Bring On 2021 (quickly, please)

We can confidently say 2020 has proved to be the toughest year of Innes Reid’s 20 year history. That said, as a business and a team, we are very proud of what we have achieved and how we dealt with everything that has been thrown at us during the year, whilst continuing to deliver great outcomes for our clients.

Few could have predicted the range of challenges 2020 would pose. In peacetime, we have not previously seen so much change. You will be fully aware of affairs to date, so our focus is on what comes next and we have no doubt that 2021 will spring its own surprises and challenges.

It could very well be that the start of 2021 will be characterised by many of the same restrictions to which we have all become accustomed. But, from where we stand, there is cause for optimism as we believe that vaccine prospects are likely to make 2021 a year of global economic recovery. While markets have priced in a fair amount of the good news already, more gains seem possible as corporate profits rebound and central banks remain supportive.

We all want to believe we are entering the final straight on Covid-19, but in the short term restrictions to control the spread of the virus are set to remain. In addition, as with PPE and ‘track and trace’, distribution of the vaccine may not go to plan, delaying a return to normality. The vaccine has been the catalyst for investors to go from fear of the economic impact of the pandemic to looking at the prospects for recovery.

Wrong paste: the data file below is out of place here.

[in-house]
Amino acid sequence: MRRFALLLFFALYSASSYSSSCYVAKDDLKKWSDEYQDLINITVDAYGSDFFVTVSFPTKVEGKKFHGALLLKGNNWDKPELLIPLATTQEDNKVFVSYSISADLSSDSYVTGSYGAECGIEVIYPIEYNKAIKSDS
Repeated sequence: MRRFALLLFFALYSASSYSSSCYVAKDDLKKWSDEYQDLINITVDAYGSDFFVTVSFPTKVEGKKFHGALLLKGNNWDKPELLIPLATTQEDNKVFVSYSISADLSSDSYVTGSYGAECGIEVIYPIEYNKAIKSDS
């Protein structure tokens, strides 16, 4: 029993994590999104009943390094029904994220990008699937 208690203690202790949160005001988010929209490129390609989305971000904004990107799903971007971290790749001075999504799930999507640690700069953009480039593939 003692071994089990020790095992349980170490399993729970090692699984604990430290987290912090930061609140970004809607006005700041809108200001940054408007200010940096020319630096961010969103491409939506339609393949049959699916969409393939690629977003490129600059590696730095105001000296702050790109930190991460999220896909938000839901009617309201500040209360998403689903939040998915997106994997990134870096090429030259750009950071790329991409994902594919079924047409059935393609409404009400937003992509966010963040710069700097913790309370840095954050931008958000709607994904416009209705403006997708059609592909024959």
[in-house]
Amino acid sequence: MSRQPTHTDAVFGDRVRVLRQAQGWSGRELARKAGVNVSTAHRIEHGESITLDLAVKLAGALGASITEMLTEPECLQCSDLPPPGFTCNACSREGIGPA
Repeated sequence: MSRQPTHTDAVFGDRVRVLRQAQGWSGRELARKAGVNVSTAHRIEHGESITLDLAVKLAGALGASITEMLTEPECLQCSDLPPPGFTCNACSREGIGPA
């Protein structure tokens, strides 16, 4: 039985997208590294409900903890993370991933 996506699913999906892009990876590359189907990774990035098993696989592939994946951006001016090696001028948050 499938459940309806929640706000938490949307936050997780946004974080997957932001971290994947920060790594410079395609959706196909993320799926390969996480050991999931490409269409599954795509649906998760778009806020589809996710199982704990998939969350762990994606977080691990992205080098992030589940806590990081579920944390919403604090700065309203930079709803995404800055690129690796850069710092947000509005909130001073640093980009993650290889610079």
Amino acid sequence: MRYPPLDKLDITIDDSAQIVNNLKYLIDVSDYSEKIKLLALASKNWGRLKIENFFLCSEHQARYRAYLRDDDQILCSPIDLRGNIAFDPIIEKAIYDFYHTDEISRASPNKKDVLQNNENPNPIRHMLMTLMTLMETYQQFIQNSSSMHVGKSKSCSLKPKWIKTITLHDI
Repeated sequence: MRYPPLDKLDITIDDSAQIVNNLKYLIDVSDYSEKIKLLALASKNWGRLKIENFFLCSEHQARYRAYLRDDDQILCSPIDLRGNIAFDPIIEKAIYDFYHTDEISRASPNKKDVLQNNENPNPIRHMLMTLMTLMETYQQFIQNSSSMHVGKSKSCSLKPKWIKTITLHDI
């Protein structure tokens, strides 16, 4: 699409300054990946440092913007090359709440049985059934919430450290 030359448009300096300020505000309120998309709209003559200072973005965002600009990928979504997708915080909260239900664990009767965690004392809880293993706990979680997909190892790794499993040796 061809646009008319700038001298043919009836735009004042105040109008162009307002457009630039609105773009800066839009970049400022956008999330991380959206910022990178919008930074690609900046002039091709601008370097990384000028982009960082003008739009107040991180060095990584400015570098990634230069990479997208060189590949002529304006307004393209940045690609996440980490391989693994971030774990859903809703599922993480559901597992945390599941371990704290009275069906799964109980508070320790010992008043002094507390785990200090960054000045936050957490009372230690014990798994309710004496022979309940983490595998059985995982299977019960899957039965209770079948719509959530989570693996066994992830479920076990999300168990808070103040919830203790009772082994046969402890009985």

At the end of a challenging year, we believe the prospects for equities appear favourable. Bond yields remain low and holding cash is similarly unappealing. Economies, especially in the West, are likely to bounce back as activity recovers from the lockdowns of 2020. Households will start with higher levels of savings and pent-up demand, not least to get out, to have fun and probably, to travel.

Brexit will be behind us; as I write it is impossible to say whether there is going to be a good, bad or no deal, but these impacts may be small for our clients’ global portfolios when compared to the economic impact of the pandemic.

As the economic recovery builds, governments will look to return their budgets to more sustainable positions. Central banks will slow quantitative easing (QE) in due course. The good news is that between now and then we anticipate a strong recovery in the global economy. Policymakers will probably allow economies to run a little ‘too hot’ rather than replay austerity. As ever, we are looking forward and remain mindful of the risks.

I think we will all be glad to draw a line under 2020 and we look forward to a better year in 2021.

The team and I here at Innes Reid wish you all a Happy Christmas!

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